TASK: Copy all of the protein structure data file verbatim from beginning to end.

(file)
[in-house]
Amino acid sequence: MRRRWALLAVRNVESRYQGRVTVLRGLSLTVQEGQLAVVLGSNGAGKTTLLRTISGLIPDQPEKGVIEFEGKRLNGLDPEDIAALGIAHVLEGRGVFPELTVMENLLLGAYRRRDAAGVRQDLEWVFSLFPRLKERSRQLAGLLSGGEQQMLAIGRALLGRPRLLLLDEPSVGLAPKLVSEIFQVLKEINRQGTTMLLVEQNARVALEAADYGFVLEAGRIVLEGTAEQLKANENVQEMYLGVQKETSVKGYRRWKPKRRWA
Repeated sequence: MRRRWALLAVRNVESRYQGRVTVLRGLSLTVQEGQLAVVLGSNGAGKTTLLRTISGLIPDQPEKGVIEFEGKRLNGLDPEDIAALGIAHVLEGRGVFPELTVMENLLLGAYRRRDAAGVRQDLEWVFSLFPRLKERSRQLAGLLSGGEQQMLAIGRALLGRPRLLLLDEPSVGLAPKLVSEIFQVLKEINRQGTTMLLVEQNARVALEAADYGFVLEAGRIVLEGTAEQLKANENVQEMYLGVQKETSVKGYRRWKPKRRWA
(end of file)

[in-house]
Amino acid sequence: MRRRWALLAVRNVESRYQGRVTVLRGLSLTVQEGQLAVVLGSNGAGKTTLLRTISGLIPDQPEKGVIEFEGKRLNGLDPEDIAALGIAHVLEGRGVFPELTVMENLLLGAYRRRDAAGVRQDLEWVFSLFPRLKERSRQLAGLLSGGEQQMLAIGRALLGRPRLLLLDEPSVGLAPKLVSEIFQVLKEINRQGTTMLLVEQNARVALEAADYGFVLEAGRIVLEGTAEQLKANENVQEMYLGVQKETSVKGYRRWKPKRRWA
Repeated sequence: MRRRWALLAVRNVESRYQGRVTVLRGLSLTVQEGQLAVVLGSNGAGKTTLLRTISGLIPDQPEKGVIEFEGKRLNGLDPEDIAALGIAHVLEGRGVFPELTVMENLLLGAYRRRDAAGVRQDLEWVFSLFPRLKERSRQLAGLLSGGEQQMLAIGRALLGRPRLLLLDEPSVGLAPKLVSEIFQVLKEINRQGTTMLLVEQNARVALEAADYGFVLEAGRIVLEGTAEQLKANENVQEMYLGVQKETSVKGYRRWKPKRRWA